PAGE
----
We think of the mark of success for a new medical treatment as scoring a significant result when all the data are in. That’s pretty good, but there’s an even better prize: having your study called off part-way through because your new treatment is so good that it would be immoral to keep people in the control group.
That’s what’s happened in almost every study of using antiretroviral drug therapy to lower the chance of HIV transmission. According to these studies, here are some ways you will almost certainly not contract HIV if the HIV+ person you’re exposed to is using highly active antiretroviral therapy (HAART):
- Having unprotected sex
- Sharing needles
- Being born
We have all the medical tools we need for eradication now. Unfortunately, as you might remember from discussion of contraception (99% effective when used correctly, but, with typical use it fails 8.7% of the time) the problem is compliance and logistics.
This is why I like the coercive power of the government to be linked to healthcare. People in the early stages of HIV/AIDS are asymptomatic, so they need to be screened. Even once they’re identified, they may not want to pay for treatment, since, subjectively, they don’t feel sick. You need a major actor to change the incentives. In developing countries, you can add in all the problems of outreach, education, and follow-up (which also exist in the developed world when you consider transient or illegal populations).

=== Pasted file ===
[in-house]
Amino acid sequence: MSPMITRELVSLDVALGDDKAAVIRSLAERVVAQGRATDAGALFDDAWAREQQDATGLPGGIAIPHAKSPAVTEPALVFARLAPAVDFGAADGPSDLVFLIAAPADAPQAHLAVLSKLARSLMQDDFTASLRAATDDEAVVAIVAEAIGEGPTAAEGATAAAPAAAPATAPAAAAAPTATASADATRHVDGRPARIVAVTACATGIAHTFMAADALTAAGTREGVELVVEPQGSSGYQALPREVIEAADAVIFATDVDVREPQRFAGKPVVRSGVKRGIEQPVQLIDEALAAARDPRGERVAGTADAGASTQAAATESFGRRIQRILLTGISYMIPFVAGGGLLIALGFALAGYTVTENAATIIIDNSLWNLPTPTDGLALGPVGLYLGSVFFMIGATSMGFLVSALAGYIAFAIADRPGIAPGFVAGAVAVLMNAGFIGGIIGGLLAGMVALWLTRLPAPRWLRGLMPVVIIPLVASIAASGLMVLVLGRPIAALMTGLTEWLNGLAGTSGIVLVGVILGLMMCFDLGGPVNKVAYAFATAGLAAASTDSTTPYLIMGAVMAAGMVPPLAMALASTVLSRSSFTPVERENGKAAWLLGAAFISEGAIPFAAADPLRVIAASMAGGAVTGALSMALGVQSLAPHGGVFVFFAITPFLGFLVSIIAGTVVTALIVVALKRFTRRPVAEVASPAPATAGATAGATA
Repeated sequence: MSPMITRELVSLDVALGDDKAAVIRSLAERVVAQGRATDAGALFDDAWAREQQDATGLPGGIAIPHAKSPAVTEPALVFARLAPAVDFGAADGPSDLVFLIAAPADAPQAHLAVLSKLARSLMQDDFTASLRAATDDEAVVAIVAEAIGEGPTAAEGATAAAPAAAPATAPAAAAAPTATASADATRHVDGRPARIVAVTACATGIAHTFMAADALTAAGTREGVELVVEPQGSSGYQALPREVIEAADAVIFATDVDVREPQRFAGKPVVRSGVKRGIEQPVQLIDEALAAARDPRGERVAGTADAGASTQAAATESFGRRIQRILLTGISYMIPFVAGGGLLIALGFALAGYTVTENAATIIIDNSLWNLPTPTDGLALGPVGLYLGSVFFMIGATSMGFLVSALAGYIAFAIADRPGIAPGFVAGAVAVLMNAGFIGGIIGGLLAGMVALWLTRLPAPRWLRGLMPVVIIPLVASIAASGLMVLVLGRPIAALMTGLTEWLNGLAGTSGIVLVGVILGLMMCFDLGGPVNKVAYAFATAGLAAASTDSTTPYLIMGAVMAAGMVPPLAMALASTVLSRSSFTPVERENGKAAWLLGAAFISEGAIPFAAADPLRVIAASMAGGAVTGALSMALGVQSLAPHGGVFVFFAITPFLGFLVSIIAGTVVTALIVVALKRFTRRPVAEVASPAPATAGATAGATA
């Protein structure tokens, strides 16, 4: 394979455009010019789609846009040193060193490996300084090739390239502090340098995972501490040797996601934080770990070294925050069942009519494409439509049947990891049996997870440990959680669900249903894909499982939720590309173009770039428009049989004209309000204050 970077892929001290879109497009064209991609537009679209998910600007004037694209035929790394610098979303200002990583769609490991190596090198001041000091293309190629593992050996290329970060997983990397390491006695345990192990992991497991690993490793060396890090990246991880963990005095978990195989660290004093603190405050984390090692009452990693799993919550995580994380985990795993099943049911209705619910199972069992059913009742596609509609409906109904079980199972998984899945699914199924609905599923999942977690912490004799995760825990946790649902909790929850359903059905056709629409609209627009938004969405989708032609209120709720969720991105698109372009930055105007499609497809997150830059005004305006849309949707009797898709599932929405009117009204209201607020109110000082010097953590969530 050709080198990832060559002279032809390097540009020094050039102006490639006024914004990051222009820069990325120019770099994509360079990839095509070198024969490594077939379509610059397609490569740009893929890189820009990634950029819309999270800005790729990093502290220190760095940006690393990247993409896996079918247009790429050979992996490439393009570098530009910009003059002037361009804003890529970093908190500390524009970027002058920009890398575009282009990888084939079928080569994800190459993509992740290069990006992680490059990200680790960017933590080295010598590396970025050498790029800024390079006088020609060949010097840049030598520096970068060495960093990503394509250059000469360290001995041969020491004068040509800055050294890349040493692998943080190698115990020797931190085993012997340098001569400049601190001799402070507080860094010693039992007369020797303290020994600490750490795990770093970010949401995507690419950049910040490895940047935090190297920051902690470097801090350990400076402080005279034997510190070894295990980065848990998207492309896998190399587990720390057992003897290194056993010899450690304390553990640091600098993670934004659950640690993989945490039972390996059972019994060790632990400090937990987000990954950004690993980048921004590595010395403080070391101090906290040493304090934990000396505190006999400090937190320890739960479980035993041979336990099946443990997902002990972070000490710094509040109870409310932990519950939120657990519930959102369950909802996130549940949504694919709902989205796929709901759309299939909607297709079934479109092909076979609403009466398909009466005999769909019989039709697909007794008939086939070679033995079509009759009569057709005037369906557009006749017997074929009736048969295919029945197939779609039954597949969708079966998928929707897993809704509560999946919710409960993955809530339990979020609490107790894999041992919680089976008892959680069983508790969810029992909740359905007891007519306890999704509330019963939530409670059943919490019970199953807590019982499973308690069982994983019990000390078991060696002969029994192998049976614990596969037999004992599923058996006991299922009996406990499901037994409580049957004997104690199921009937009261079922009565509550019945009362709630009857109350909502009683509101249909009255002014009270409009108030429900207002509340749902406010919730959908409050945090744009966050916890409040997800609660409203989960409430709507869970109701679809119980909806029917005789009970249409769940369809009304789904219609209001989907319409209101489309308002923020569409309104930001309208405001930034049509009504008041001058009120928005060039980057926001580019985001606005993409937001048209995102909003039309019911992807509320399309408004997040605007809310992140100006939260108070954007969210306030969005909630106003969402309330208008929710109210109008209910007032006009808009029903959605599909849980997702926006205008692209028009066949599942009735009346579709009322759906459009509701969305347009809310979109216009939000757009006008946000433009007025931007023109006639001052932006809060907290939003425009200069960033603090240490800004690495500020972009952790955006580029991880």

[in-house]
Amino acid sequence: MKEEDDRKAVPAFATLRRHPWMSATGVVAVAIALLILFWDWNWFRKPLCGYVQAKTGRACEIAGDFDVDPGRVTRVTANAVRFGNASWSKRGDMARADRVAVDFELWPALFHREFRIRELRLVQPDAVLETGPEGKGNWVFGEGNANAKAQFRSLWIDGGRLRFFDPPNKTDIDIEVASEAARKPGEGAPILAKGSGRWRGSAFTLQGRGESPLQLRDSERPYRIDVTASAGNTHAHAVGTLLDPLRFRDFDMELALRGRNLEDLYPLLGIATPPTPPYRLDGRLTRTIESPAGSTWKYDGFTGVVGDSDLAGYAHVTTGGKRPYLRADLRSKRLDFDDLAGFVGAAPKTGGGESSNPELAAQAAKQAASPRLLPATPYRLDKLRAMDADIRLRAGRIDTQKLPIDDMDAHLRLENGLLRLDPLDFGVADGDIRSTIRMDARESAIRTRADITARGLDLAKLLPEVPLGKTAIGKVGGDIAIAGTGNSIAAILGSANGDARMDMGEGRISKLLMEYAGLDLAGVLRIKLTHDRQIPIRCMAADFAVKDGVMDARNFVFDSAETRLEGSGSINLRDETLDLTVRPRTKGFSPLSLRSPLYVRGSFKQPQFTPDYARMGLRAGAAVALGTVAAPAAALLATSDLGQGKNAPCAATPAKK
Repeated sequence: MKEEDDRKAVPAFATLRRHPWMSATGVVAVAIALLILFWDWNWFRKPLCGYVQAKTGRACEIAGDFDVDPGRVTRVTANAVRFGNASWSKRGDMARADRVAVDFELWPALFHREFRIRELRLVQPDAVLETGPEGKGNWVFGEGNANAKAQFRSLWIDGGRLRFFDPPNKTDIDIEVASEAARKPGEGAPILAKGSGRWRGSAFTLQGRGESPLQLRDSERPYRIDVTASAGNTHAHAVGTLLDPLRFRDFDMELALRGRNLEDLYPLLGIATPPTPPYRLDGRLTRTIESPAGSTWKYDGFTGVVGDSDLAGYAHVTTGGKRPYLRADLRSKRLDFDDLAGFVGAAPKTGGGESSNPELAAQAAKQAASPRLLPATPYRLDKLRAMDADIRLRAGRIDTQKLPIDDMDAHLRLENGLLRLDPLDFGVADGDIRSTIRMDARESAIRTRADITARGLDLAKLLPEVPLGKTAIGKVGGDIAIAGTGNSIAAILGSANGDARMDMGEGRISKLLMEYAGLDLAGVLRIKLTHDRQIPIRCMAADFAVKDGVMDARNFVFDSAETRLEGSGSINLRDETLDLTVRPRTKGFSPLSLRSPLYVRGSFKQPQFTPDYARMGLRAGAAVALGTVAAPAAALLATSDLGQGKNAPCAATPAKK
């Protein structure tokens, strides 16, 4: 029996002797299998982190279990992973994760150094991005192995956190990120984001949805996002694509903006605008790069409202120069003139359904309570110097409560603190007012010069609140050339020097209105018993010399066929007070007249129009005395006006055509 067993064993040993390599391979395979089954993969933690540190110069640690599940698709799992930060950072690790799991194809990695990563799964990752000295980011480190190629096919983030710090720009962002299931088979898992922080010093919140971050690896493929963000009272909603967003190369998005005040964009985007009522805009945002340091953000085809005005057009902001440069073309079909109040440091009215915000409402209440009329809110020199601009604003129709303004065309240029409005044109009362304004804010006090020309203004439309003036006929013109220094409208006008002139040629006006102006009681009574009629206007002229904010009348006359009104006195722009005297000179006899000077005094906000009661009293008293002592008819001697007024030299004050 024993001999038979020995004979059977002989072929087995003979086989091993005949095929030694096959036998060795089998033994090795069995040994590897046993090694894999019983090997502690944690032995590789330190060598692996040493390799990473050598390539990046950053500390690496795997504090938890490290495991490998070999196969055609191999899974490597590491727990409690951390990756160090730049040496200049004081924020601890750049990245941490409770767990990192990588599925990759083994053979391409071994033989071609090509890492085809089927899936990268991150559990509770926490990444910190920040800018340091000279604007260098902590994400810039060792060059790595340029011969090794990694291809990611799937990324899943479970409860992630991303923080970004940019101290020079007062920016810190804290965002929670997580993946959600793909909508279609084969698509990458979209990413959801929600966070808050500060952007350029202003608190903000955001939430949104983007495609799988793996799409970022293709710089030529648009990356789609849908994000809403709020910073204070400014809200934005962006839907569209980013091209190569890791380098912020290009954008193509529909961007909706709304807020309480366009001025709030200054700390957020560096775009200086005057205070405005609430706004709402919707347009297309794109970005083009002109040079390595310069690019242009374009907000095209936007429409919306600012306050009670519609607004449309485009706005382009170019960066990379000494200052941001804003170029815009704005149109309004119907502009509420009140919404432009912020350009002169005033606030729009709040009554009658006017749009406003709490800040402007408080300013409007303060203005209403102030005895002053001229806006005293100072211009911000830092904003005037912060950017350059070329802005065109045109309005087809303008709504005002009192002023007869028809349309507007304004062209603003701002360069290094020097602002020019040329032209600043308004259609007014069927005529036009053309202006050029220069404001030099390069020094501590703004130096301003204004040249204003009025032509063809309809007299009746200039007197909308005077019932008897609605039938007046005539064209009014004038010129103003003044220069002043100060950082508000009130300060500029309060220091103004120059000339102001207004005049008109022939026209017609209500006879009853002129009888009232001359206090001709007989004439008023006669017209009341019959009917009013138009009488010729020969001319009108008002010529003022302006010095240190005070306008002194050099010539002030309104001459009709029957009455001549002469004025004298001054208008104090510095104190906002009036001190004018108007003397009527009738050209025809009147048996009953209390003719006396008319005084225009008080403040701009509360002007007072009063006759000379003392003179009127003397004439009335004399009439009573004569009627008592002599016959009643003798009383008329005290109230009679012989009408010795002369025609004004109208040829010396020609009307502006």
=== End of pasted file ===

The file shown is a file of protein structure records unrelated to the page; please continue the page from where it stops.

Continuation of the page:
I asked the speaker where he recommended donating, since this is one of the biggest opportunities to over the next decade to make medical research pay enormous dividends. He recommended the Global Fund to Fight AIDS, TB, and Malaria. But he cautioned that no private charity will ever be able to build up an entire parallel health care network to solve this problem. It needs the government to universalize it.